Did Arnold Plagiarise Kacsmar?
For that legal spider web we turn to one of our favorite legal experts, broadcast attorney John Garziglia who takes a closer look at the issue. What legal lessons can radio professionals learn from this copy-and-paste incident? John Garziglia says, "Repeat after me 'It is not okay to copy and paste whatever is found on the Web, even if "everyone" does it!' But what is this? Is it a copyright violation; is it plagiarism, or both?"
While copyright law is generally complicated and obtuse, the law is clear in one simple respect as to content on the Web. Most privately authored articles on the Web are copyrighted by someone and may not be reproduced in whole or in part without permission to do so being given by the holder of the copyright.
Plagiarism, which is the use of someone's words without acknowledgment, is usually a matter of professional ethics. Material can be plagiarized even if not protected by copyright. For example, a writer can have full rights to use certain material, possibly having even paid for the rights to use it, but then claiming it as his or her own words would still be plagiarism. An accusation of plagiarism can be professionally crippling.
For a written article, copyright in the United States automatically attaches upon the creation of an original work. No registration or other action is needed for an author to invoke copyright protection although a Copyright Office registration puts a copyright holder in a better position if litigation arises. It is not necessary for a copyright symbol or other copyright designation to appear for an author to invoke copyright protections.
Copyright law is rife with exceptions including the affirmative defense of “fair use” which is usually invoked when parts of an article are copied or quoted for purposes of commentary. Fair use examples include commentary, search engines, criticism, news reporting, research, teaching, library archiving, and scholarship.
But, is the use by Chris Arnold of 15 paragraphs of Scott Kacsmar’s article fair use?
Most analyses of fair use claims are difficult at best. Wikipedia observes that with fair use, it is “usually possible to quote from a copyrighted work in order to criticize or comment upon it, [and] teach students about it … [a] teacher who prints a few copies of a poem to illustrate a technique will have no problem … a book reviewer who quotes a paragraph as an example of the author's style will probably fall under fair use even though he may sell his review commercially; but a non-profit educational website that reproduces whole articles from technical magazines will probably be found to infringe if the publisher can demonstrate that the website affects the market for the magazine, even though the website itself is non-commercial.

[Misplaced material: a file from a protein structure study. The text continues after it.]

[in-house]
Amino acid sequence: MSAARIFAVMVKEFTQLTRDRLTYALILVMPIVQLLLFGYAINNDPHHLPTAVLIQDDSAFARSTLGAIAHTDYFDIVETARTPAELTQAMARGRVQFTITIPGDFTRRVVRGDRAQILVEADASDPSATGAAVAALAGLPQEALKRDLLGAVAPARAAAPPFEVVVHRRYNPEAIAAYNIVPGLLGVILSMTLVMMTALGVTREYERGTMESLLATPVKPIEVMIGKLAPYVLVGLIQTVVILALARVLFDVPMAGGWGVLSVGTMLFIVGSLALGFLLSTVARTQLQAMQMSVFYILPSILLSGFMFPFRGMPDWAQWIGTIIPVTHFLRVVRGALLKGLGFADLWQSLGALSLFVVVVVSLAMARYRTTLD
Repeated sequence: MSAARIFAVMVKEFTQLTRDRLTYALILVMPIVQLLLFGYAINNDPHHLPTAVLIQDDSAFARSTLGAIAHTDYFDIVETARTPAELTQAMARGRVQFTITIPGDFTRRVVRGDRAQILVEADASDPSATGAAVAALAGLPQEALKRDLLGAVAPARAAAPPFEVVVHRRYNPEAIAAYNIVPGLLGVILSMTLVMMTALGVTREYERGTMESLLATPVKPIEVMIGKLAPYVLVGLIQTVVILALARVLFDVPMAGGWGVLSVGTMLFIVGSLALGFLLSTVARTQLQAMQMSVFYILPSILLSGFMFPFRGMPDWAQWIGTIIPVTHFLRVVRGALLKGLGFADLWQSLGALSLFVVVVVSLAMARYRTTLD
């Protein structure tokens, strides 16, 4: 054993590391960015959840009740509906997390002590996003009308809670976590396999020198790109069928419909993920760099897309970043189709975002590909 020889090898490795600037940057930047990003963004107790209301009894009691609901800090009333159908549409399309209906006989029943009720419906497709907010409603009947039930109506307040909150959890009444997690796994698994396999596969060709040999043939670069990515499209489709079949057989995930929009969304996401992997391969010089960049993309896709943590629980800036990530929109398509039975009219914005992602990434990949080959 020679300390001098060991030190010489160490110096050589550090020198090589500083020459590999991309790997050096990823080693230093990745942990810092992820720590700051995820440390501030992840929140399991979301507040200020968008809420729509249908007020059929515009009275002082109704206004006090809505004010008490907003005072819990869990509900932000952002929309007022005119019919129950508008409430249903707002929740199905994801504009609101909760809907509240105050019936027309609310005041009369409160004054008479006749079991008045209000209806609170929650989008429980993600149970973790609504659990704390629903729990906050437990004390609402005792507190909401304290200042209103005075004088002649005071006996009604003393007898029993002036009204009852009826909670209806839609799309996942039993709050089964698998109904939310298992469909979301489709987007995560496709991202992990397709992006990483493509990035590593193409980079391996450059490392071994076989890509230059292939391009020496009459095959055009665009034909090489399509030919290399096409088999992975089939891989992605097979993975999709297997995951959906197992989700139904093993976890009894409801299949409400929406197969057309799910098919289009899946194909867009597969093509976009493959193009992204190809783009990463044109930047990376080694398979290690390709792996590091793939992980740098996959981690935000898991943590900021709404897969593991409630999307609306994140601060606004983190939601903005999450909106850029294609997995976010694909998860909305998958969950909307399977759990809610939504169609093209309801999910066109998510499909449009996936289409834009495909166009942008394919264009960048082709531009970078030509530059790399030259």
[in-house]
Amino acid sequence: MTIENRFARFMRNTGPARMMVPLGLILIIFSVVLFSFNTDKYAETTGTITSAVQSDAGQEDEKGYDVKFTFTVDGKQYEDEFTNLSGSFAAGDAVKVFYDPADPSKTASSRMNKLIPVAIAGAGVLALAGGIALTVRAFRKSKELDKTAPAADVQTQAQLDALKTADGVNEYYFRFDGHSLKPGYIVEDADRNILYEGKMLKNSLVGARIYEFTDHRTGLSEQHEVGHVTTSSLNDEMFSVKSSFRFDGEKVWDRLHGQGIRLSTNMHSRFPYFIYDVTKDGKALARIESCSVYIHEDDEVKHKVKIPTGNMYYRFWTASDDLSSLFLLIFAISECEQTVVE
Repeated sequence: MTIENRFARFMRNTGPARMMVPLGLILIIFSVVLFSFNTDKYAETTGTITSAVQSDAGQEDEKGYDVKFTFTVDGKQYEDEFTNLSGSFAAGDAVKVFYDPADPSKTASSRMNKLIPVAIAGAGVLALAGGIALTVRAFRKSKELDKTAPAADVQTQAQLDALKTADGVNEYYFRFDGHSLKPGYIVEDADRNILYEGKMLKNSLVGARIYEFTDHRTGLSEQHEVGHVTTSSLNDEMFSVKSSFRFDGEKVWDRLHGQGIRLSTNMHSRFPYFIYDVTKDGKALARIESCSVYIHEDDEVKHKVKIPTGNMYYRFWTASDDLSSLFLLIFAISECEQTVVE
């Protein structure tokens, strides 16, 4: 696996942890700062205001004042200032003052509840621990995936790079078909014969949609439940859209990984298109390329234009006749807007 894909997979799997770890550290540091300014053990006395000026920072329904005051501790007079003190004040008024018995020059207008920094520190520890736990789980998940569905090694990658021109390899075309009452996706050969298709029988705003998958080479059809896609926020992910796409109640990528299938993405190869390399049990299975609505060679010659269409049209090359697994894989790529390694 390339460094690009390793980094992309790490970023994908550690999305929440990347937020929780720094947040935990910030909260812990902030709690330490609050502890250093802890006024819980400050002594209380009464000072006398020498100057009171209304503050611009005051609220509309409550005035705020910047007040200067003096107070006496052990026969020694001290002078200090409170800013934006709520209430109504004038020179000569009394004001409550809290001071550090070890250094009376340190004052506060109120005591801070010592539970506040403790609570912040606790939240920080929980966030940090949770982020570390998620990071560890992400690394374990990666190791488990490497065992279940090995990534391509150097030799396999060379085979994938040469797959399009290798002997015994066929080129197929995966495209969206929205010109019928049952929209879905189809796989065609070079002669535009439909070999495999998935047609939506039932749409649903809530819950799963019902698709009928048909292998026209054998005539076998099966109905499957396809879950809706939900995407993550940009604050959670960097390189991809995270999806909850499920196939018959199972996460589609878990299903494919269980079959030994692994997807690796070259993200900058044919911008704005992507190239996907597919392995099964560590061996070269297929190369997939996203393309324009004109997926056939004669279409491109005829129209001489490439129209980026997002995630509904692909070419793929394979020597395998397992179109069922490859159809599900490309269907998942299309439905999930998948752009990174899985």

For writers, whether the written work involves a blog, a website article, or a printed article, the lure of “copy” followed by “paste” must generally be avoided unless the words copied are truly only for the purpose of commentary and then only enough of another’s words are used to enable such commentary.
Is the use of the 15 paragraphs plagiarism? Citing a source generally prevents against accusations of plagiarism. For instance, had the 15 paragraphs at issue been attributed to Kacsmar, the outrage Kacsmar expressed would likely not have involved the more incendiary implied charge of plagiarism. Copyright violations, while serious, do not seem as newsworthy.
Would Chris Arnold have been okay to copy Scott Kacsmar’s 15 paragraphs, attribute the 15 paragraphs to Kacsmar, and then comment in the article as he later did in his tweet that “u sir are trulyawesome”? At the least, it would not have been plagiarism.
While the use of the 15 paragraphs with attribution and commentary still may have still been a copyright violation, it is unlikely anyone, including Kacsmar, would have been seriously troubled by it. Such a use of 15 paragraphs with attribution certainly would not have been the subject of articles in the Dallas Morning News and Radio Ink!
While even full attribution does not eliminate potential copyright liability for an unauthorized use of another’s work, proper attribution is often all that is needed to flatter the author and avoid accusations of malfeasance for the use of another’s words.
John F. Garziglia is a Communications Law Attorney with Womble Carlyle Sandridge & Rice in Washington, DC, and can be reached at (202) 857-4455 or email@example.com. Have a question for our "Ask The Attorney" feature? Send to firstname.lastname@example.org.
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